My Counter-Rant on Social Media ROI

David Meerman Scott posted a podcast rant against demands for assessing the specific ROI of social media efforts. Here is my podcast push-back on that rant.


In short: Asking how social media can generate value for the company or organization is a perfectly valid question. Any social media advocate or expert has to embrace answering that question if they want to gain support from decision makers. It doesn’t have to be in dollars and cents but it must be answered in the context of how it contributes to the organization’s goals, strategy and operations.

And thanks to David for stirring the pot on this issue!

Creating the Complete Social Media Experience for Your Meetings and Events

I am presenting a webinar with Boston Conferencing/Peach New Media next Tuesday at 12 Noon. The title is Creating the Complete Social Media Experience for Your Meetings and Events: Effective Practices from the Leading Edge of Association Social Media. From the description:

Learn how to plan and implement the complete social media experience for your next event, conference or meeting in this unique webinar. C. David Gammel, CAE, will lead us through the entire process from beginning to end, helping you to identify the specific value you wish to create with social media at your events and how to make it happen. David will share cases and examples from associations and others who have effectively used social media to enhance their meetings and events.

Should be a fun program, hope to see you there!

Starting a New Collaborative Space for Small Groups

I fielded a question last week about what factors are the most important in launching a wiki to support a small working group, such as a committee, task force or team. I’ve decided to address it a bit more broadly by looking those factors for online collaboration in general.

In my experience designing and facilitating collaborative spaces online for large and small association, volunteer groups, alumni and others, you need the following to maximize successful outcomes:

  • Have a very clear and focused goal for using the space that all participants understand and support. The narrower the better;
  • Provide ample handholding and individual training for those who need it;
  • Leadership of the group MUST be avid champions for using the technology;
  • Start with one group that is excited to use the tool as a pilot test and early exemplars. Their success will draw others to adopt the tool;
  • Make sure the technology you use is very user friendly and provides the functionality your group will need to achieve their desired outcomes. Bad tech is the kiss of death.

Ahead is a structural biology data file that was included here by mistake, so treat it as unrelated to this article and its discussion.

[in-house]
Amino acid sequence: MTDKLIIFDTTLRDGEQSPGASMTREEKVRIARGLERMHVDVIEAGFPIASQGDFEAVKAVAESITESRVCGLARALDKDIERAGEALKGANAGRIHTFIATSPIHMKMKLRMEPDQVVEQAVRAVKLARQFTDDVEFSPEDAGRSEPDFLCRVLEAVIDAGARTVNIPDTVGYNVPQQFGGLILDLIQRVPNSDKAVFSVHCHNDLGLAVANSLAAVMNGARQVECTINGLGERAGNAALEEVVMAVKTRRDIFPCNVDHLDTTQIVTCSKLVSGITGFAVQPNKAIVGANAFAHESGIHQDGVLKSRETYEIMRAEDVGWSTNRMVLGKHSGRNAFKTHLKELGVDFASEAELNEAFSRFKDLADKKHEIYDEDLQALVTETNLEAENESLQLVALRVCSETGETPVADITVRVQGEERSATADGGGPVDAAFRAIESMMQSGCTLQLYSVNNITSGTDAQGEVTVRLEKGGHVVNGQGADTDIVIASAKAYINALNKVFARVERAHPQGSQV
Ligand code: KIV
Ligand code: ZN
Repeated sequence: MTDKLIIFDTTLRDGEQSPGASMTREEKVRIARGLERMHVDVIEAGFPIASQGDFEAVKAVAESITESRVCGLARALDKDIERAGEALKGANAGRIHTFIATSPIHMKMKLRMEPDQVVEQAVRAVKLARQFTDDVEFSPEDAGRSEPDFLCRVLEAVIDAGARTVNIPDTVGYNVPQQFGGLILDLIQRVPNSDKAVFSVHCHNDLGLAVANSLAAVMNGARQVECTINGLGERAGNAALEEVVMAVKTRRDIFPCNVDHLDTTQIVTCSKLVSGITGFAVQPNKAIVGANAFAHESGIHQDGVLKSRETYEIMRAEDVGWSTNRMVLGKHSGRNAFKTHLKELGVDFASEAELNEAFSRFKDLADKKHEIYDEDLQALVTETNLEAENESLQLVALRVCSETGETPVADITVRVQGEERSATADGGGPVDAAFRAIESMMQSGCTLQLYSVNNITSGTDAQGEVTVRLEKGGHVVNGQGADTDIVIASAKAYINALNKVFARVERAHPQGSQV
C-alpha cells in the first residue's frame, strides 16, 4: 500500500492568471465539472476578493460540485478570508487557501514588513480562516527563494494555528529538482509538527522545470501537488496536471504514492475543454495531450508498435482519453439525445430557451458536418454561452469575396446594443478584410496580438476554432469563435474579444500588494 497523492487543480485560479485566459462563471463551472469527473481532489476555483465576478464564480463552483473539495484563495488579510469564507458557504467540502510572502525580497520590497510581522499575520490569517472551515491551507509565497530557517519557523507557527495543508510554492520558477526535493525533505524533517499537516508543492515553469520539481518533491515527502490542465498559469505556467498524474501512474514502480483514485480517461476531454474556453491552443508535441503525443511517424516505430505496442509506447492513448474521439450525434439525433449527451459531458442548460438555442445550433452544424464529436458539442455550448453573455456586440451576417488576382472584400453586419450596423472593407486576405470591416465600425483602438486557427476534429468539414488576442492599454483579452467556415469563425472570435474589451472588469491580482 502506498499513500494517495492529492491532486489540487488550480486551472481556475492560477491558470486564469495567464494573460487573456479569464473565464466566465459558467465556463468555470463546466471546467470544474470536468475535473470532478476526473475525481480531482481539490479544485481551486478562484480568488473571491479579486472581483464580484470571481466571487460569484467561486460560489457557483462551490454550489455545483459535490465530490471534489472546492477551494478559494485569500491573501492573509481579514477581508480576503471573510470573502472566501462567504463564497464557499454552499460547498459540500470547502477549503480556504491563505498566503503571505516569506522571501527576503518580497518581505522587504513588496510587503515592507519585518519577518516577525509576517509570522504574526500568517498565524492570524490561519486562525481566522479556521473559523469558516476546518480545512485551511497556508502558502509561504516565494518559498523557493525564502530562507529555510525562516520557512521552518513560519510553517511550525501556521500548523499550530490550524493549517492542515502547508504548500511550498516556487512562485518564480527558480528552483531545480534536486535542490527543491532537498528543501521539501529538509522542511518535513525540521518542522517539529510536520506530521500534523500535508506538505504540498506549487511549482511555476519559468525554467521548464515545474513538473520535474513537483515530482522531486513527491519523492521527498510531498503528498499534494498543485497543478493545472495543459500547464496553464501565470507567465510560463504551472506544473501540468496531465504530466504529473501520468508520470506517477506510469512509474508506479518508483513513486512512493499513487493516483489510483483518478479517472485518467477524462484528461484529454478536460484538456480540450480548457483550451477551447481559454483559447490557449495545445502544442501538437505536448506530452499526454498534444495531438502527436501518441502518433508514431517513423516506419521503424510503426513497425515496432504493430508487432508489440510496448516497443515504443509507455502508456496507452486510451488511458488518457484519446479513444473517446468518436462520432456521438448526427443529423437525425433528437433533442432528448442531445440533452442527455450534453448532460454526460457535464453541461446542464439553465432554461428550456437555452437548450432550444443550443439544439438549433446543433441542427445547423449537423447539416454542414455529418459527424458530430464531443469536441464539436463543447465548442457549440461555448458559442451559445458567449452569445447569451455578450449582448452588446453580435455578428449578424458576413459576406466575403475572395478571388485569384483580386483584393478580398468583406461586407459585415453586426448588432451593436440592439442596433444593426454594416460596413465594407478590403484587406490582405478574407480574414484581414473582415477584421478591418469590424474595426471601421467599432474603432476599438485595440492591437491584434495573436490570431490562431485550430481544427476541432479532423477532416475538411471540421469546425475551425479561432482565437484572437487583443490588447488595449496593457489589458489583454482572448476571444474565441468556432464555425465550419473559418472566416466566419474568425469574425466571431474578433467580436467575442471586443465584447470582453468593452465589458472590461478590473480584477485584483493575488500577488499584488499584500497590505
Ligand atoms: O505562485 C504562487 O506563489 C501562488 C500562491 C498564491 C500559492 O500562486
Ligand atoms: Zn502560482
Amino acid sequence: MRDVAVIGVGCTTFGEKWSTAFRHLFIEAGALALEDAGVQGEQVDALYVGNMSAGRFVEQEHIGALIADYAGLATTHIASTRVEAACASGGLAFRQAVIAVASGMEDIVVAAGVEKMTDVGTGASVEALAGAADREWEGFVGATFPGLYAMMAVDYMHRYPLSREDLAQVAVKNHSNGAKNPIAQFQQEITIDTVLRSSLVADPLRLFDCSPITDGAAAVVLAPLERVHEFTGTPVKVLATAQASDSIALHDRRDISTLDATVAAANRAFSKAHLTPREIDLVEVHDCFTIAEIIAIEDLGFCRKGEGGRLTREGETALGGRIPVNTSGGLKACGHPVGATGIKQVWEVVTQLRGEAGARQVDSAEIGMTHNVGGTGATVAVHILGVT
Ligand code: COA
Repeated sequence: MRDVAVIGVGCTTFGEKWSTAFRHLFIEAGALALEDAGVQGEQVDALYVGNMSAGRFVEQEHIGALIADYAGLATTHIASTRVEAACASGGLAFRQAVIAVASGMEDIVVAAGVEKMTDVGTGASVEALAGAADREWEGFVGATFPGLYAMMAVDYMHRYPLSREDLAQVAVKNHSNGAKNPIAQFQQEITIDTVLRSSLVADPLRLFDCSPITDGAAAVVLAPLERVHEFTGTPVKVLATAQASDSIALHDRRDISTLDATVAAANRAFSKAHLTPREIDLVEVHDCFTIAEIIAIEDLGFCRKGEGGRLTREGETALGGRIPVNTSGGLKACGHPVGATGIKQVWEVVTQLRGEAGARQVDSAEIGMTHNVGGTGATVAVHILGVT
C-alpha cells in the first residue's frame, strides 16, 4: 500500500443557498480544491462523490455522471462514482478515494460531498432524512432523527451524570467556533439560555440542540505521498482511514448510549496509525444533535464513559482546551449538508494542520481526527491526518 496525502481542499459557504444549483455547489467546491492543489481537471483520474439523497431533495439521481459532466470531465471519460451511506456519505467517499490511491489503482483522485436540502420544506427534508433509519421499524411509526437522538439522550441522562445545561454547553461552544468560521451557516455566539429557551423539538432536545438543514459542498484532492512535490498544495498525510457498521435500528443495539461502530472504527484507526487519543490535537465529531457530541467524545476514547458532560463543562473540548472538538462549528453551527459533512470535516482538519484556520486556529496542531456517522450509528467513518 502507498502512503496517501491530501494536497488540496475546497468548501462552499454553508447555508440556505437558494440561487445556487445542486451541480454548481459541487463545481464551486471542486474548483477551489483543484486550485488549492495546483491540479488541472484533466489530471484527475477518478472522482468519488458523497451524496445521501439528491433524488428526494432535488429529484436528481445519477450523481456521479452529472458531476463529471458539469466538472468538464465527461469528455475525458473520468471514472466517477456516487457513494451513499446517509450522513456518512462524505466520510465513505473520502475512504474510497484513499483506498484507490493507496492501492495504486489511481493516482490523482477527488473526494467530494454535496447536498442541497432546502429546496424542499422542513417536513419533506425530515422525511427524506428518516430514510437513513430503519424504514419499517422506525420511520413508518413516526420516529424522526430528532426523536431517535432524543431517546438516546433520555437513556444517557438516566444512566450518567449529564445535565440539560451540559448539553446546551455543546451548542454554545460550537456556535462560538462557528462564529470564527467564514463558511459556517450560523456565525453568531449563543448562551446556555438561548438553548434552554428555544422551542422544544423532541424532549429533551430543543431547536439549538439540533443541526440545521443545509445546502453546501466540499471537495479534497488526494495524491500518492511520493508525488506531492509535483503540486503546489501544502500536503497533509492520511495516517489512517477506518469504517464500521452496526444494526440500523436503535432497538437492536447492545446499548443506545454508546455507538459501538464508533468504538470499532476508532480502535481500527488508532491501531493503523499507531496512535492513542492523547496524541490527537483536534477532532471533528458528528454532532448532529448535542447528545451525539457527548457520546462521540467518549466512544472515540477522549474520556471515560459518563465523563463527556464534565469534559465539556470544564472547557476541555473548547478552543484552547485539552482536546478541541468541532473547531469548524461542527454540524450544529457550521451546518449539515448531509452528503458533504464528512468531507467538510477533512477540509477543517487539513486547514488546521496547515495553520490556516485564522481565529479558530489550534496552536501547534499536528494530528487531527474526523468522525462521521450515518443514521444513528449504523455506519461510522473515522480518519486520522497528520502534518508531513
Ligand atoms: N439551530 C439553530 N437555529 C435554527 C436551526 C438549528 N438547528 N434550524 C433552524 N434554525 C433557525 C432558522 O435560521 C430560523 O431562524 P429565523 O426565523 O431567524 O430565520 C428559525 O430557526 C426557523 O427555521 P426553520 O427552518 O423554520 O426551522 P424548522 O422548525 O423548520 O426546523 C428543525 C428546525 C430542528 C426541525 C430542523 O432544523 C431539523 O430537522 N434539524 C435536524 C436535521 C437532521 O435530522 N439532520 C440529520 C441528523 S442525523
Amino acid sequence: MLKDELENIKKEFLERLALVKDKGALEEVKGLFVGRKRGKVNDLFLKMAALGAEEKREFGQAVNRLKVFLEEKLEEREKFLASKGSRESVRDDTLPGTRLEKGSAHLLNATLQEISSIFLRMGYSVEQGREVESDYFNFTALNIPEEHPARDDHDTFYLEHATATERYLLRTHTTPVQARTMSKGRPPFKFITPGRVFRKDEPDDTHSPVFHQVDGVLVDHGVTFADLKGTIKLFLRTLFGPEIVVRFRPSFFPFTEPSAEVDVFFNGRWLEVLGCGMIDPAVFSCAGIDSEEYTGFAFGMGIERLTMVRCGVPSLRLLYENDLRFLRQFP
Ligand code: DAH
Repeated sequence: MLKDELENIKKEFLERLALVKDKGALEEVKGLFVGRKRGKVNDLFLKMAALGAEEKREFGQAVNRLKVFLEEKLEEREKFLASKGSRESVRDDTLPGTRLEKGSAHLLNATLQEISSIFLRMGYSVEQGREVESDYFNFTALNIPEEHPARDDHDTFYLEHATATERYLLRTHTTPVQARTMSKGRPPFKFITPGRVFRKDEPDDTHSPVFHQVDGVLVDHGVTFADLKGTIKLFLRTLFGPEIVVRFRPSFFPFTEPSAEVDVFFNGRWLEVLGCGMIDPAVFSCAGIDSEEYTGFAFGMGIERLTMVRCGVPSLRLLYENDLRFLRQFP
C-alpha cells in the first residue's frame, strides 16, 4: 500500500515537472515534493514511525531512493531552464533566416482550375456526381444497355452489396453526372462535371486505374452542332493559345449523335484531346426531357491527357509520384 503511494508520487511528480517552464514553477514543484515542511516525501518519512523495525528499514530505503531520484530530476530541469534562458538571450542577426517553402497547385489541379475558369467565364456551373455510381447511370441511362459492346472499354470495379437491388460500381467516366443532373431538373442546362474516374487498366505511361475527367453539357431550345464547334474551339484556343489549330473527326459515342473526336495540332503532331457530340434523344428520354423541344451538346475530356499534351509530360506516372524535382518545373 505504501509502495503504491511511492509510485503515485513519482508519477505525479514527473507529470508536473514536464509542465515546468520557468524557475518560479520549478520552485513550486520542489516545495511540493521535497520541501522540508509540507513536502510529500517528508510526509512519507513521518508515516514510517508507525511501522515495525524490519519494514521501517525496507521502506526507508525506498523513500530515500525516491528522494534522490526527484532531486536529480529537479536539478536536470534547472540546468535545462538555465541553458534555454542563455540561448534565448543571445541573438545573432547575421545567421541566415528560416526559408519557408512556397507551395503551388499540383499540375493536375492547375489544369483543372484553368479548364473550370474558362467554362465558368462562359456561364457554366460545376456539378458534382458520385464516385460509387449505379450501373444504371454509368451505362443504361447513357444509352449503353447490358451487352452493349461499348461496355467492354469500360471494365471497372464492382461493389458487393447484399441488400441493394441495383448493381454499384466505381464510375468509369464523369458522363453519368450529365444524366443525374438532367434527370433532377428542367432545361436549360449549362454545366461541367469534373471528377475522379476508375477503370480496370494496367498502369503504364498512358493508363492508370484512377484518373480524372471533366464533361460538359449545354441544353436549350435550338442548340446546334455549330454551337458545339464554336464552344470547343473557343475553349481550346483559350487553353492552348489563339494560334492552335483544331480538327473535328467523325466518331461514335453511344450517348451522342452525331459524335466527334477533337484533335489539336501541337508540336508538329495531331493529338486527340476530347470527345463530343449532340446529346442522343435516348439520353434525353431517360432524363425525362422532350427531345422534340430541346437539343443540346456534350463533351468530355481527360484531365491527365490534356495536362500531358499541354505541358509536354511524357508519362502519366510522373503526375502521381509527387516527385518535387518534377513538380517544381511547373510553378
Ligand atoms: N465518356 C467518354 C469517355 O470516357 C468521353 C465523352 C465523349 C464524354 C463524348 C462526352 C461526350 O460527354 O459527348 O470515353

Tools like a wiki can be greatly valuable for group collaboration but people who are new to it must have the value for THEM explained and heavily emphasized. A really strong WIIFM value proposition will get late adopters over the hump.

The Opt-in Panopticon

A story is making the rounds about a Swiss woman who was fired by her employer after they saw her active on Facebook while she had told them she was too ill to work with a computer and stayed home.

Regardless of the facts of the story above, it does illustrate a new dynamic that we are all wrestling with as a society: how to balance our personal, private, and professional identities online.

Welcome to the opt-in panopticon, where you chose to make your online activity easily observed by others.

A panopticon is a type of prison design proposed by Jeremy Bentham in the 18th century. The design allowed every prisoner to be viewed from a single point, which creates the perception among prisoners that they are always being observed, even when they are not. The design is still influencing prison design today.

In the context of social media, we are moving to an online environment where we are all prisoners and guards in the panopticon. The more you use social media to reflect your current status and actions (think Twitter or Facebook status updates) the more you are placing yourself into a self-imposed panopticon. You never know who might be following your actions so you must behave as if everyone is following them. This includes: friends, family, spouses, children, employers, employees, clients, members, IRS agents, you name it!

This is certainly a rather negative analogy and ignores the benefits of social networking and other participatory media. However, it is a genuine factor to be aware of and prepared for.

Some things to consider for yourself and your staff or volunteers:

  • Educate staff and volunteers to this new dynamic and how the separation of personal and professional online is increasingly hard to maintain;
  • Set expectations for representing the organization online;
  • Be forgiving. The next variation of Warhol’s famous aphorism may be that we will all be stupid online for 15 minutes. If you fire everyone who makes a mistake online you’ll have very few people left!

What do you think? How might this impact your organization and how you work with your staff and volunteer leaders?